Recipe Memories

box 2At first sight, the recipe file is a bit of a mess.

When I go in looking, I allow myself time.

It is not a collection of food, it is a walk through my past.

Most are handwritten, on anything handy at the time; index cards, post-it notes, brown paper bag scraps.

Some are yellowed, with torn edges and faded ink. The best of them are well-worn, stained with Crisco, egg yolk, flour-dusted fingerprints.

They are signed and dated, from all over the country, from towns we called home.

A few of them were family secrets. At my mother’s funeral, I was given the desired Cherry Cheesecake recipe from one who brought the treats to every potluck, refusing to share the recipe. I lived hundreds of miles away, so she was sure it was safe to give it to me ?

One was a favorite clam chowder from a chef at a Salt Lake City seafood restaurant.  The man who shared the recipe died a few years after I left the area.

There was a simple, foolproof pie crust recipe from a farmer’s wife in Michigan. Her life story was a tragic one, she had accidentally run over her toddler as she backed out of the driveway. He did not survive. She never really recovered.

My BBQ sauce, cooked with fresh lemon pulp, diced onion and hot sauce, came from a dear friend and co-worker, a mother at 16. I was her age, and childless at the time.

Vintage Views

There is a chocolate cake recipe that, once revealed, ended a friendship for my mother in the 1950’s.

Stuffed cabbage from Pittsburgh in-laws, authentic Maryland crab cakes, Carolina pulled pork, New York style pizza, Pennsylvania Dutch pot pie, Ukrainian pierogi, Italian lasagne with English subtitles…just a few favorites.

Some have a short list of ingredients, followed by a page or two of instruction. One special example is Mom’s nut roll recipe “work the dough and add flour until it feels right”. I called her from 2000 miles away to define “right”, telling her that I was using a glass 7-Up bottle, since I had not invested in a rolling pin.

Some of these folks have passed away. Looking at these recipes brings them back to life for me. I remember the food, the conversation, the love, the pride in sharing a bit of their culinary skills .

Some have offered to convert my recipes to a digital format.

It makes sense, but I prefer to keep my raggedy file box of memories.

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12 Responses to Recipe Memories

  1. I was not from a foodie family, but I hear stories so often of memories centered around warm aromatic kitchens and secret batters. I get a little jealous of those well-worn boxes of scribbled ingredients. I’m glad you have one.

  2. mandy smith says:

    Van, this is priceless! I related to it all–recipe cards splattered with BBQ sauce . . . I have a small recipe box similar to the red one in the photo, packed with recipes just like you describe–Crisco stains and all. It’s wonderful to get them transferred to digital, but make sure nothing happens to the originals–that’s true history! Wonderful post!

  3. LaVagabonde says:

    Recipe box/treasure chest of memories. I started to store my favorite recipes on my computer, but just started writing them down. There’s something so impersonal about looking at a computer screen, and besides, I don’t want Crisco stains on my keyboard. 🙂 I really need to get one of those recipe boxes, or at least a book. Do they even make them anymore? Wonderful post, Van.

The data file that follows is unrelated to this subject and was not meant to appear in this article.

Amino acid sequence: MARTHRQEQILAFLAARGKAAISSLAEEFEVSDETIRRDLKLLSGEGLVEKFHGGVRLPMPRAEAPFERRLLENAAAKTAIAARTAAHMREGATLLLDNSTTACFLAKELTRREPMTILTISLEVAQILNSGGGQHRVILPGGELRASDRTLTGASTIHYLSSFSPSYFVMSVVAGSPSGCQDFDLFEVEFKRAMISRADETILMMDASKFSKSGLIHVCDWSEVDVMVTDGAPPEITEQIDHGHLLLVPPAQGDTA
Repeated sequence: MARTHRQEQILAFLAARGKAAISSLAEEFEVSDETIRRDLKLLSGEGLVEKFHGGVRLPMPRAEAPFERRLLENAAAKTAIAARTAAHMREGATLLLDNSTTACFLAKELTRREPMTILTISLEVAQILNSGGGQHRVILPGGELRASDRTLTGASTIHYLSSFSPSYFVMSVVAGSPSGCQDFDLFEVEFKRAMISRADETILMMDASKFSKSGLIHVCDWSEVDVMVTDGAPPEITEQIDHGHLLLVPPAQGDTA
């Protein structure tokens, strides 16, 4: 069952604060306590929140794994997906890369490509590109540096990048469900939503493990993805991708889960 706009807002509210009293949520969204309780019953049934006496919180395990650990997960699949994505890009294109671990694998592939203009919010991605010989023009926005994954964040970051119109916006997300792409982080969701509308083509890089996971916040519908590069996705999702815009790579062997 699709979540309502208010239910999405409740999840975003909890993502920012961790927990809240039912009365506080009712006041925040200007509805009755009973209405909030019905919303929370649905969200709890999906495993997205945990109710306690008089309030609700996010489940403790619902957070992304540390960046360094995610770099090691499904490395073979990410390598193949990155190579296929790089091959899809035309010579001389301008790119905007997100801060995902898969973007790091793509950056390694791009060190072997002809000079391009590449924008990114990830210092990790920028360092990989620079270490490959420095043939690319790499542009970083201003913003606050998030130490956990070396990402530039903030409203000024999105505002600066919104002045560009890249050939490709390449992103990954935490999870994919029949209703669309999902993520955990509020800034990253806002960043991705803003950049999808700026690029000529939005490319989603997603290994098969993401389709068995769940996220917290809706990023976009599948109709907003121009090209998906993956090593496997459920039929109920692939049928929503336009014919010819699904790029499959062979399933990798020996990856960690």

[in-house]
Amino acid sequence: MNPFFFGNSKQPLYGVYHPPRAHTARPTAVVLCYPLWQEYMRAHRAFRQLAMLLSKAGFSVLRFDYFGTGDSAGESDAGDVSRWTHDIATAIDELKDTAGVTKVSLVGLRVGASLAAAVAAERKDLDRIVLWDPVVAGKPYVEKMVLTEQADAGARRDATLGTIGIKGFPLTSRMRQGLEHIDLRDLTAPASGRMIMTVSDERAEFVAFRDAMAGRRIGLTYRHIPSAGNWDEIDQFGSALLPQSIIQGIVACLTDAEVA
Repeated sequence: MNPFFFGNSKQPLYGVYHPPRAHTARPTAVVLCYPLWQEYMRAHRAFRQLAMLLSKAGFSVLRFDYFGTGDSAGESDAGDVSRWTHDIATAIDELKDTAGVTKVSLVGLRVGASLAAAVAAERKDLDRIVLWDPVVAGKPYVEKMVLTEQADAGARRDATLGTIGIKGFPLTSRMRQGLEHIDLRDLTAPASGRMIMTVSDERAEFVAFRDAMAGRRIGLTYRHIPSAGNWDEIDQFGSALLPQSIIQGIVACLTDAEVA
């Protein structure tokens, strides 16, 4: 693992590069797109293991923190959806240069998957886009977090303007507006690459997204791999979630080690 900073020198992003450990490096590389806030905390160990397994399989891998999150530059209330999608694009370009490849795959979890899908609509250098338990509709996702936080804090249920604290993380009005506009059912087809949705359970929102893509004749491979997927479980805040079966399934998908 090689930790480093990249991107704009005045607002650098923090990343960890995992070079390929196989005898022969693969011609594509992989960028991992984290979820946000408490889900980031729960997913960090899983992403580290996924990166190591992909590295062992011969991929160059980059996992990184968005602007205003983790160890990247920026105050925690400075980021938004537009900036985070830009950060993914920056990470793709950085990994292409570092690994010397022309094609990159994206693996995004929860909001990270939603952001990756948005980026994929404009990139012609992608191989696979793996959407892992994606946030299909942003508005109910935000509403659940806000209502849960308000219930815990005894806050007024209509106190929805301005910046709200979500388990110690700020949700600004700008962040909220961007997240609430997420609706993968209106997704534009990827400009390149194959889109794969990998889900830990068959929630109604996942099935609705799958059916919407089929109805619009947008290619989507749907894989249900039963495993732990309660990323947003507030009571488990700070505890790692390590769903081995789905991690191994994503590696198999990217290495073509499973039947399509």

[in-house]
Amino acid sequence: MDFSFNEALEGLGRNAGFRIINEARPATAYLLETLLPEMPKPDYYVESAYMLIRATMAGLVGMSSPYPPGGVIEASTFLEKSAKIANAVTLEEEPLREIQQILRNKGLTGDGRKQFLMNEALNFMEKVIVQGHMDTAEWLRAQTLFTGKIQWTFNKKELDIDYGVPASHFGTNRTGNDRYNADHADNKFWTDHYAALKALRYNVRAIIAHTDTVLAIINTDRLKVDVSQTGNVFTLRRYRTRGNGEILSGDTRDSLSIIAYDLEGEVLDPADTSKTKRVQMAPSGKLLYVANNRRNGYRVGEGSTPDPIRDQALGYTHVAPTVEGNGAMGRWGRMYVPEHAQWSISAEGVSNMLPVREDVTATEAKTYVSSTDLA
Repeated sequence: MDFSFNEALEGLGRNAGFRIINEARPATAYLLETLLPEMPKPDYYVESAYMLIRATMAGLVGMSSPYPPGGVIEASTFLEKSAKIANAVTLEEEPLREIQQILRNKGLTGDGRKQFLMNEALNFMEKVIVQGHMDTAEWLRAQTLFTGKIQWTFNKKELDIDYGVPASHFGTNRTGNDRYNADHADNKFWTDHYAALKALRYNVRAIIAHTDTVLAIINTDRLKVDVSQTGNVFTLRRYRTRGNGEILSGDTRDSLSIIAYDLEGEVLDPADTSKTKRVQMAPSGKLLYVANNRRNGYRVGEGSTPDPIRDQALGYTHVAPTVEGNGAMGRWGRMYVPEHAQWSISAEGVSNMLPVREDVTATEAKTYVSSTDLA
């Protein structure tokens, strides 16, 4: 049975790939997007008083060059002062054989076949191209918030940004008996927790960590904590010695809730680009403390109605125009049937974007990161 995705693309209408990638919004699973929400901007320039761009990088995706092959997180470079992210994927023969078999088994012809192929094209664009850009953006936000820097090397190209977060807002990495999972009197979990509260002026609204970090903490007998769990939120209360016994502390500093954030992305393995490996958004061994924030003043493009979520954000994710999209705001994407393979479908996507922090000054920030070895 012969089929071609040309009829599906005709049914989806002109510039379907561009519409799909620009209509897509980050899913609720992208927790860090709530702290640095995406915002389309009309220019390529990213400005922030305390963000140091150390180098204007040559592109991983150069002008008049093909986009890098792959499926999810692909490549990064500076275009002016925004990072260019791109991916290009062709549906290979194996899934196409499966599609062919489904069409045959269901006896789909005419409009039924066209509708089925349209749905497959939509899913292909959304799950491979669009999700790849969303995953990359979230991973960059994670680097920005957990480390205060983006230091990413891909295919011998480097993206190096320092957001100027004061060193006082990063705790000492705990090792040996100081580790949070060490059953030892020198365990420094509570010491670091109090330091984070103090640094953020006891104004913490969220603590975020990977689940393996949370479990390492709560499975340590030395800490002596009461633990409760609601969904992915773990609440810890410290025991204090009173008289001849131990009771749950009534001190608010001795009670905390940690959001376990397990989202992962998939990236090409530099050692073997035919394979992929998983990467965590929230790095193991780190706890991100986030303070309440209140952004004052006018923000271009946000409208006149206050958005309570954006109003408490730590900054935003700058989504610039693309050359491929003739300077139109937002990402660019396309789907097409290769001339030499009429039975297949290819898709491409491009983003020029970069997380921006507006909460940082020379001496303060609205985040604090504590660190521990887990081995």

• There are a lot of vintage boxes out there. Mine is from the 60’s. They, like a lot of cookbooks, have become archaic. Like everyone else, I go to the internet for new recipe ideas. Thanks, Julie. Van

  4. I treasure the recipes I have which are written by those now long-gone for one reason or another. Your strawberry-rhubarb pie lady breaks my heart. How could she ever recover? I’ve done as you talked about in the comments with some of my recipes and put in the three-ring binder. It works well.

    • Thanks, Barbara, I think the binder is a good plan.
      I knew Miss Bev for a few months and noticed the undercurrent of sadness. One of her best friends filled me in. I can’t even imagine the pain. She was the sweetest lady, so full of compassion for everyone else. A lesson in grace, to be sure.

  5. Ashlee says:

    Dea Van,

    My name is Ashlee. I’m co-founder of the Youshare Project, with the mission to connect people around the world through true, personal stories. I recently stumbled across your blog and read the above post entitled “Recipe Memories.” It’s beautifully written and such a unique glimpse into a story that has shaped you. I think it would make a wonderful youshare. In fact, I think several of the stories on your site would make wonderful youshares. Your voice is authentic, and it’s clear you write from the heart.

    If this sounds interesting to you, I would love to email you directly with more information and formally invite you to share your story with the project. I hope to hear from you soon.


  6. Ashlee says:

    Thanks so much for your reply. That’s great to hear! Please let me know if you have any questions, or need anything at all ( Warm regards, Ashlee

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